Virginia Man Pleads Guilty to Shooting, Running Over Bald Eagle

July 12, 2017

A Virginia man on Tuesday pleaded guilty to killing a bald eagle, first shooting and wounding it before running over the bird with his all-terrain vehicle.

Allen H. Thacker, 62, of Smithfield, Va. shot the bald eagle because he was upset it was taking fish from a pond located on his property, according to a Department of Justice press release.

The incident was reported by a woman who told authorities that she had seen a person on a red, all-terrain vehicle run over what appeared to be a bald eagle. The woman said the individual circled the bird, ran it over several times, and finally dragged it into the woods.

Thacker was initially approached by officers of the Virginia Department of Game and Inland Fisheries. He told them that he first attempted to scare the bald eagle away with a warning shot. When that did not drive the bird away, he shot it with his Remington .22 caliber rifle.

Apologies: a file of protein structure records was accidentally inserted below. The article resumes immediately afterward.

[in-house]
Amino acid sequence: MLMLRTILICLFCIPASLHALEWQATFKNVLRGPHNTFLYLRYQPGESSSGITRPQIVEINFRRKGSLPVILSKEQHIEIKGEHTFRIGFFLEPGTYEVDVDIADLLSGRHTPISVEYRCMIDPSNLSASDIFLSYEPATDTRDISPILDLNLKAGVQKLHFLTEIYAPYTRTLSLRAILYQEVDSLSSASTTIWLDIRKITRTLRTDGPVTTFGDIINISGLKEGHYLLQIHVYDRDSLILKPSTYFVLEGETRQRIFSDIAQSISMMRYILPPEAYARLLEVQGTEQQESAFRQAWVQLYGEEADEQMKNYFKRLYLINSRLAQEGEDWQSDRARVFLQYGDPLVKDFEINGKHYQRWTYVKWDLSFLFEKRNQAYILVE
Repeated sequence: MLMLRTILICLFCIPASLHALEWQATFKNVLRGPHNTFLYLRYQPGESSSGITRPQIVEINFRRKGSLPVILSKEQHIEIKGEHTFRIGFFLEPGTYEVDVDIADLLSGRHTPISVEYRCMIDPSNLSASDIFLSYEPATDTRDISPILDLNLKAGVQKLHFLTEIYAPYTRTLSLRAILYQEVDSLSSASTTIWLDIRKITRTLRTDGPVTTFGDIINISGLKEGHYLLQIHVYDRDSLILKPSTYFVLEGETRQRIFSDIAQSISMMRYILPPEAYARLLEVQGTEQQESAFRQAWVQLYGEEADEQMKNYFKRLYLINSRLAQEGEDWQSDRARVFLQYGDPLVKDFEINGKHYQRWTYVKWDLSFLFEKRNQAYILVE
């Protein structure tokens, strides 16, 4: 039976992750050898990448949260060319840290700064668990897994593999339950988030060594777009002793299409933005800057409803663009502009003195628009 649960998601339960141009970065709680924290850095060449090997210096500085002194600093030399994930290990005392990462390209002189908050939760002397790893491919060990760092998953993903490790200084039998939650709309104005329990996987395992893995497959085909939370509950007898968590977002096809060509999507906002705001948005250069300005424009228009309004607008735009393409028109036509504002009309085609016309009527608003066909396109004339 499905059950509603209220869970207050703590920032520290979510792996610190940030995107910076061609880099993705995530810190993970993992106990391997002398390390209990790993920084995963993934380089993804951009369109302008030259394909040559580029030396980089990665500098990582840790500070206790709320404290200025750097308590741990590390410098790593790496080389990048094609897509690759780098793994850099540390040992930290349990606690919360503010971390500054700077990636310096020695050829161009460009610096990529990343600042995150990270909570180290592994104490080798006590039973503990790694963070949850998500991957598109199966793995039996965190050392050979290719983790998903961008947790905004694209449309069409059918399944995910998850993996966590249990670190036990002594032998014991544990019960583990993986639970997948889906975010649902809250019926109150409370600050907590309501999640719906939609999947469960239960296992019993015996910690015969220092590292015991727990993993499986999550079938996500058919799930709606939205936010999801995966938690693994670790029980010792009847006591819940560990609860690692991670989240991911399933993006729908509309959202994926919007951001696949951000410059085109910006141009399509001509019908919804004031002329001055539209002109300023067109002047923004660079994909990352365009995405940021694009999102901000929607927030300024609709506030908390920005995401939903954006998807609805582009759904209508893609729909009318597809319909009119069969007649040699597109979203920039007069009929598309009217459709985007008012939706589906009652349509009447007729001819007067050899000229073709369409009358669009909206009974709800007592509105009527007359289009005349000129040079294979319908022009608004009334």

Thacker initially denied running the eagle over with the A.T.V., first claiming he killed it with a pistol. Only later did he admit to running it over.

He told the agents that he believed too much emphasis was placed on protecting bald eagles, which he characterized as a menace, the New York Times reported.

The U.S. Fish and Wildlife Service later took over the investigation.

A necropsy performed on the dead eagle showed that Thacker's initial shot wounded the bird, but blunt force trauma to the skull proved fatal. No evidence was found indicating a pistol was used.

The Bald and Golden Eagle Protection Act, enacted in 1940, prohibits anyone without a permit issued by the Secretary of the Interior from "taking" bald eagles, including their parts, nests, or eggs. The act defines "take" as "pursue, shoot, shoot at, poison, wound, kill, capture, trap, collect, molest or disturb."

Thacker's sentencing hearing is scheduled for October. He faces up to one year in prison and a $100,000 fine, although actual sentences for federal crimes are typically less than the maximum penalties.